21st Century Infrastructure Commission Report Released

Today the 21st Century Infrastructure Commission released a 188-page report on improving Michigan’s infrastructure and strengthening our economy. The reports Vision Statement is as follows: Michigan will lead the nation in creating a 21st Century infrastructure system that will include innovative technology, sustainable funding solutions, sound economic principals and integrated asset management and investment approach that will enhance Michiganders’ quality of life and build strong communities for the future.

The report highlights that a 21st Century Michigan is one where the state’s infrastructure system supports economic prosperity, promotes a healthy environment, provides reliable and high quality services and ensure we get the most value from limited financial resources. To maintain Michigan’s status as a global leader the report suggest that we must look at infrastructure in an integrated and holistic way. This means further promoting asset management, coordinated planning, sustainable funding and emerging technologies.

Recommendations within the report are focused in four key areas: Water, Transportation, Energy and Communications. In each of these categories there are many issue that impact our communities. A few key recommendations within this reports are continued investment in green infrastructure, rightsizing our roadways with a focus on placemaking, offering more robust nonmotorized transportation options and investment in transit across Michigan.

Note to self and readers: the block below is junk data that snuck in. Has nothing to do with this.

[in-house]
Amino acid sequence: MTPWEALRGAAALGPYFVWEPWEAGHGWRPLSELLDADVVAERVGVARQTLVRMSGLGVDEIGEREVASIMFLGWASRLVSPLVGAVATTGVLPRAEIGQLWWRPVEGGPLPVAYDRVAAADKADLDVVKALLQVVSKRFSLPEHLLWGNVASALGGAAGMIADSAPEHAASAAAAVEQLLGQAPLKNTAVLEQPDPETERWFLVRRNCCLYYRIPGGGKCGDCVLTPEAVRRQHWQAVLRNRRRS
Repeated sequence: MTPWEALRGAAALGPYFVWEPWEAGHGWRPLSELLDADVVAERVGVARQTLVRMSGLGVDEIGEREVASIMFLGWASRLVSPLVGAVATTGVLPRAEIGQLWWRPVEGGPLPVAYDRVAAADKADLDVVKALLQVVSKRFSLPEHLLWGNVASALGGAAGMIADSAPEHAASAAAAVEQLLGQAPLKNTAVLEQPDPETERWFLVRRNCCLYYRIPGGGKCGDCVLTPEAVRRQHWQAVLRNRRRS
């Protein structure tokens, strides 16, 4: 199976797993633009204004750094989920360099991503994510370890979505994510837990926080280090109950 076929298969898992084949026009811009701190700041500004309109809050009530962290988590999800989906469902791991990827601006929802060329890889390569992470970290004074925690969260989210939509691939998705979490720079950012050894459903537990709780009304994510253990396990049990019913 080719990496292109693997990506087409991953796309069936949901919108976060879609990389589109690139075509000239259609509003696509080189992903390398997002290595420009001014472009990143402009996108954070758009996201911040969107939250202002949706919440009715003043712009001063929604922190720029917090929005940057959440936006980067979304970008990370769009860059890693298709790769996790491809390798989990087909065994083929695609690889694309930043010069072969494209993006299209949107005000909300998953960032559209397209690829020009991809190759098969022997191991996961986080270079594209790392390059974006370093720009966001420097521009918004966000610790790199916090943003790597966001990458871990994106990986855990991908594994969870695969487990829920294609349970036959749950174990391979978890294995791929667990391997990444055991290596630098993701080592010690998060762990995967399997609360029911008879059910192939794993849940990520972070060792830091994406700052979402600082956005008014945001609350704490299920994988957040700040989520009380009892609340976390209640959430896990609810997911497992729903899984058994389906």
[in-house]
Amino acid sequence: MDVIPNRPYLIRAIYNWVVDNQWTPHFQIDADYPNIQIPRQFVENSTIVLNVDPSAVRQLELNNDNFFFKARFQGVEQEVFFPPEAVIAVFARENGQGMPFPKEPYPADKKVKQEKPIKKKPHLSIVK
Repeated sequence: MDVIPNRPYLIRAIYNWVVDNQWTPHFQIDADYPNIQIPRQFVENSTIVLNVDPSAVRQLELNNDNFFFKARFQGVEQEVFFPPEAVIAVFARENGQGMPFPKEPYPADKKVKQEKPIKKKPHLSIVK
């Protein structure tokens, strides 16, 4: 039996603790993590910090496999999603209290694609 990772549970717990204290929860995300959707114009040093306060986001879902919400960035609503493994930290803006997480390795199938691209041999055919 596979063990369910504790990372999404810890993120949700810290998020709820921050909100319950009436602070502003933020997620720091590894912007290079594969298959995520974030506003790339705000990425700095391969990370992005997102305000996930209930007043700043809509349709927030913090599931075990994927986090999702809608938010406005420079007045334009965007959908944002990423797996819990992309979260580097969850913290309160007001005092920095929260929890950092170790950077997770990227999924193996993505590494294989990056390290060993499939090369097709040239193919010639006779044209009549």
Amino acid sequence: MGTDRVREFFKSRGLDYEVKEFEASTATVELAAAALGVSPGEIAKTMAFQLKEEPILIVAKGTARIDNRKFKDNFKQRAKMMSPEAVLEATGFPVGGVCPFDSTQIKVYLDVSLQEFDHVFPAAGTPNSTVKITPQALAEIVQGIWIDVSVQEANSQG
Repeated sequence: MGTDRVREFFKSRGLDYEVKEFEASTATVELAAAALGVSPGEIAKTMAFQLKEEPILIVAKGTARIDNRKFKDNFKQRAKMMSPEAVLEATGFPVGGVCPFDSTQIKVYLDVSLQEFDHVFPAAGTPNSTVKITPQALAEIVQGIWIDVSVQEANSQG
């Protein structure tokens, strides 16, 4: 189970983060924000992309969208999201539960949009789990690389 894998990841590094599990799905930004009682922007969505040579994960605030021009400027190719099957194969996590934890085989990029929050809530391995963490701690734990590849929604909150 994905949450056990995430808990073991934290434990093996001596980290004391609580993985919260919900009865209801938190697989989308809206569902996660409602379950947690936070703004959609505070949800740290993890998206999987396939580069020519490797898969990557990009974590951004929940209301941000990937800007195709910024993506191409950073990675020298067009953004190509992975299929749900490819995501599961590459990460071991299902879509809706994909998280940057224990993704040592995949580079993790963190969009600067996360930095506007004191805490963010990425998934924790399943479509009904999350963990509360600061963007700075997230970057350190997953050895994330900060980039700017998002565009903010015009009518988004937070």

The bottom line is that this will cost money. The report indicates that Michigan will need an additional $4 billion per year, and $60 billion over the next 20 years, to meets the needs of our transportation, water, energy and communication infrastructure. A mix of sources will be relied on for these funding increases including federal, state and local funding, user fees and private investment. An important takeaway is that the report suggests giving more authority to locals to raise the funds necessary to maintain their infrastructure. Some of the suggestions offered are a local gas tax, local registration fee, local sales tax or impact fees from land developments that burden road systems.

The 21st Century Infrastructure Reports was designed to identify the scope of the problem and offer a menu of options to solve that problem. There is no question that the need for further investment exists, and the desire of the Governor and the Commissioners that put this report together is to begin working on those solutions immediately.

For the Executive Summary click here, for the full report click here.